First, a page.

In all events, both the House bill and the Senate draft bill, warts and all, are way better than the ACA.  We would be well on our way toward a much-freer market once either bill were enacted and the Administration started peeling back the key ACA regulations, and the individual states waived the federal regs that mandate the terms of private insurance policies (like the community rating requirement), and the states switched to getting block grants for Medicaid.  The president knows all this – but by now he might be giving-up on the anti-Trump wing of his own party and deciding whether to go shopping elsewhere for ACA solutions, even if those solutions might give short shrift to free-market principles.

The president should consider that the compromise suggested here, markets-plus subsidies, would hold considerable appeal for the public, that the public would support it, probably love it, because it addresses their wish to retain the subsidies, and if they also get lower prices as part of the deal, that would be a win-win.  Once the Cruz/Lee faction gets it that their constituents want both market economics and charitable behavior, they might find the plan harder to resist.



Why do we still have press briefings by the Press Secretary?  In fact, why do we still have a press secretary, if his primary function is to argue with an adversarial press corps?  The mainstream media have become so partisan that the briefings no longer serve the function of keeping the public informed on current events; the reporters believe their role is to present opinions and arguments and to bait the Trump Administration into policy debates. These adversarial proceedings have little upside for the Administration and are a waste of its time, because the only verdicts from these contests are the ones the media choose to declare.  Guess who turns out to be the winner most of the time.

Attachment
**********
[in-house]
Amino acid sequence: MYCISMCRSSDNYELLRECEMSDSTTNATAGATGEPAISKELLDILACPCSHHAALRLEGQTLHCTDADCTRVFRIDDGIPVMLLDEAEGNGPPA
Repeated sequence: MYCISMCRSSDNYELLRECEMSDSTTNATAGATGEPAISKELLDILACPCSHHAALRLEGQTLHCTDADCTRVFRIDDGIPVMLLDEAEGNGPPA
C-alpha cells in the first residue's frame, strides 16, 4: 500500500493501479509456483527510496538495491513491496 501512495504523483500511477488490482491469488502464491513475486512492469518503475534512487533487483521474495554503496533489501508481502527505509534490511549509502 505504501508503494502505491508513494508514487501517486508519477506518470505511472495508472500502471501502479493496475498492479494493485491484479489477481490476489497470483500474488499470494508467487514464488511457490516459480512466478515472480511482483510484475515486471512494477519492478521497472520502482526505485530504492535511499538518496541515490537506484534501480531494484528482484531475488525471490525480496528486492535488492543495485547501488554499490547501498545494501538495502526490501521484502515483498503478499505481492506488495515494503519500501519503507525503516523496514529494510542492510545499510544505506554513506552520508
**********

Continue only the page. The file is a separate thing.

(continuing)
The purpose here is not to debate the existence or utility of leftward bias in the media.  Everyone knows what is going on, that the media have supplanted the Democratic Party as the political representative of the American Left and are attempting to re-educate the electorate in a leftward direction. Everyone knows the Deep State and the Never-Trump wing of the Republican Party are more foe than friend. Everyone knows there is no way for the Right to win a debate when the media act as judge and jury. No matter what the Administration does, the media respond with negative editorial opinion presented as though it were fact, opinion that ignores, distorts, redacts, or misrepresents the Administration’s views.  So, what to do?  How can the public be kept informed, when the Left has a virtual monopoly in the media?

The press briefing is not the answer.  Fox News is not the answer, now that the second generation of Murdochs has destroyed Roger Ailes and Bill O’Reilly and exiled or muzzled many other conservatives in its pursuit of “fair and balanced” reporting.  For now, conservatives still have talk radio and the Editorial Department of The Wall Street Journal, though one wonders how much longer can Paul Gigot et al fight the good fight, considering the paper is owned by the Murdochs and the Editorial Department already has to share quarters with the Journal’s left-leaning News Department?

A proposed solution:  a Trump Administration news service, aimed at those who still know there is a difference between fact and opinion but have no way to know about important stuff that has been buried by the mainstream media, events they had no idea had occurred.  How about a service that would report the most-important news and identify the incorrect, incomplete, or misleading stuff being peddled by The New York Times, the Washington Post, the principal newspapers in most other major metropolitan areas, ABC, CBS, NBC, CNN, NPR, the Associated Press and other national press services, the majority of news-oriented periodicals, and the social media?  There would be no “live” audience, no questions from media people, no debates or arguments with them, just a distillation of the latest news and a listing of errors and omissions made by the media.  Would at least Fox telecast it?  Could it be done via the social media?  Governance by tweet and scripted-announcement, anyone?